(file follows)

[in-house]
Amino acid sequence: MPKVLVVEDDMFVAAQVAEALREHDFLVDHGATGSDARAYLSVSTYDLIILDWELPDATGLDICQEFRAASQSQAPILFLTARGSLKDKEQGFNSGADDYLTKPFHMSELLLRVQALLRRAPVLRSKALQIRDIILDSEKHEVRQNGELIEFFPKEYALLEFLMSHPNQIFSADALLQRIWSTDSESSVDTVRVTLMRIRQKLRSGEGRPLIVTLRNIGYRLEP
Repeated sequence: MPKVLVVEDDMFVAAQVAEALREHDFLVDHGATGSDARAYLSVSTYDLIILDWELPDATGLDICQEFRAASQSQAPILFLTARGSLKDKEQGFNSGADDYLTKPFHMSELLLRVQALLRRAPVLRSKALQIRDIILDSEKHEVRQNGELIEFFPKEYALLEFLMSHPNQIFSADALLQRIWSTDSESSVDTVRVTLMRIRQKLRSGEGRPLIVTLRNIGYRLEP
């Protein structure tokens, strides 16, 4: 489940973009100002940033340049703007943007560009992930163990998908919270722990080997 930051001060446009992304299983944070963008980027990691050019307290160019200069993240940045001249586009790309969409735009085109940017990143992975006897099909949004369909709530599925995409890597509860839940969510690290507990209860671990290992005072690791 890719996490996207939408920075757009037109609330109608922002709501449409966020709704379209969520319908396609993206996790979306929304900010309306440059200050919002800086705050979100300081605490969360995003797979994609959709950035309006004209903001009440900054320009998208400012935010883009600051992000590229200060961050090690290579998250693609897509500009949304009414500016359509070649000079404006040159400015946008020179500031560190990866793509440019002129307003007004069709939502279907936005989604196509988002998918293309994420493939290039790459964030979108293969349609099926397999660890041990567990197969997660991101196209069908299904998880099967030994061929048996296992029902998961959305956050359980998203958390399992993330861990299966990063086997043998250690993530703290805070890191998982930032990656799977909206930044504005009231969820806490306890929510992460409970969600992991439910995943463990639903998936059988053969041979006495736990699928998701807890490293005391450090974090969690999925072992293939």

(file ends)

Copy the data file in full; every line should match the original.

[in-house]
Amino acid sequence: MPKVLVVEDDMFVAAQVAEALREHDFLVDHGATGSDARAYLSVSTYDLIILDWELPDATGLDICQEFRAASQSQAPILFLTARGSLKDKEQGFNSGADDYLTKPFHMSELLLRVQALLRRAPVLRSKALQIRDIILDSEKHEVRQNGELIEFFPKEYALLEFLMSHPNQIFSADALLQRIWSTDSESSVDTVRVTLMRIRQKLRSGEGRPLIVTLRNIGYRLEP
Repeated sequence: MPKVLVVEDDMFVAAQVAEALREHDFLVDHGATGSDARAYLSVSTYDLIILDWELPDATGLDICQEFRAASQSQAPILFLTARGSLKDKEQGFNSGADDYLTKPFHMSELLLRVQALLRRAPVLRSKALQIRDIILDSEKHEVRQNGELIEFFPKEYALLEFLMSHPNQIFSADALLQRIWSTDSESSVDTVRVTLMRIRQKLRSGEGRPLIVTLRNIGYRLEP
């Protein structure tokens, strides 16, 4: 489940973009100002940033340049703007943007560009992930163990998908919270722990080997 930051001060446009992304299983944070963008980027990691050019307290160019200069993240940045001249586009790309969409735009085109940017990143992975006897099909949004369909709530599925995409890597509860839940969510690290507990209860671990290992005072690791 890719996490996207939408920075757009037109609330109608922002709501449409966020709704379209969520319908396609993206996790979306929304900010309306440059200050919002800086705050979100300081605490969360995003797979994609959709950035309006004209903001009440900054320009998208400012935010883009600051992000590229200060961050090690290579998250693609897509500009949304009414500016359509070649000079404006040159400015946008020179500031560190990866793509440019002129307003007004069709939502279907936005989604196509988002998918293309994420493939290039790459964030979108293969349609099926397999660890041990567990197969997660991101196209069908299904998880099967030994061929048996296992029902998961959305956050359980998203958390399992993330861990299966990063086997043998250690993530703290805070890191998982930032990656799977909206930044504005009231969820806490306890929510992460409970969600992991439910995943463990639903998936059988053969041979006495736990699928998701807890490293005391450090974090969690999925072992293939």